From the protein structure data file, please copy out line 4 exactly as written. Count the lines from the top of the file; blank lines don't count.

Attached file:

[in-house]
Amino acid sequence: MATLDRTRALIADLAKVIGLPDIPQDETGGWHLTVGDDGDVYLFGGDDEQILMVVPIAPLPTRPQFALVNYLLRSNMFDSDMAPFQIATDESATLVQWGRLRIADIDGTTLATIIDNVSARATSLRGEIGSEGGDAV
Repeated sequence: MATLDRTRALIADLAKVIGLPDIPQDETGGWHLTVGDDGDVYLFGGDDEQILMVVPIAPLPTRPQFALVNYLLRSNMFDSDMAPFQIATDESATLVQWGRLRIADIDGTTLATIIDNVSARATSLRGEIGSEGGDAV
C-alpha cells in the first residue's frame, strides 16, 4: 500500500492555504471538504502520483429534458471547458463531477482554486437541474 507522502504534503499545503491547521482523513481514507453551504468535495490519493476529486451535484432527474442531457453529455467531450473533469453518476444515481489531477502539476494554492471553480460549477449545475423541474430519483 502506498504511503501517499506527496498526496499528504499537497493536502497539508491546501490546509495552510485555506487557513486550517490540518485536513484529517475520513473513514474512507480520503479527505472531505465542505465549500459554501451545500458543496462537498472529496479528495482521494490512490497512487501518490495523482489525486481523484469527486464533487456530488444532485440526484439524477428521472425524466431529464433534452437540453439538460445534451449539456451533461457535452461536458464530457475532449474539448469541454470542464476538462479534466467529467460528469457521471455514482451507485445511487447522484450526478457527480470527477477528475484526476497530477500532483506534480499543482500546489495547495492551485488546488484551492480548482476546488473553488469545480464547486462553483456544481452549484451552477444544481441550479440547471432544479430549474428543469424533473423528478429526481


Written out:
C-alpha cells in the first residue's frame, strides 16, 4: 500500500492555504471538504502520483429534458471547458463531477482554486437541474 507522502504534503499545503491547521482523513481514507453551504468535495490519493476529486451535484432527474442531457453529455467531450473533469453518476444515481489531477502539476494554492471553480460549477449545475423541474430519483 502506498504511503501517499506527496498526496499528504499537497493536502497539508491546501490546509495552510485555506487557513486550517490540518485536513484529517475520513473513514474512507480520503479527505472531505465542505465549500459554501451545500458543496462537498472529496479528495482521494490512490497512487501518490495523482489525486481523484469527486464533487456530488444532485440526484439524477428521472425524466431529464433534452437540453439538460445534451449539456451533461457535452461536458464530457475532449474539448469541454470542464476538462479534466467529467460528469457521471455514482451507485445511487447522484450526478457527480470527477477528475484526476497530477500532483506534480499543482500546489495547495492551485488546488484551492480548482476546488473553488469545480464547486462553483456544481452549484451552477444544481441550479440547471432544479430549474428543469424533473423528478429526481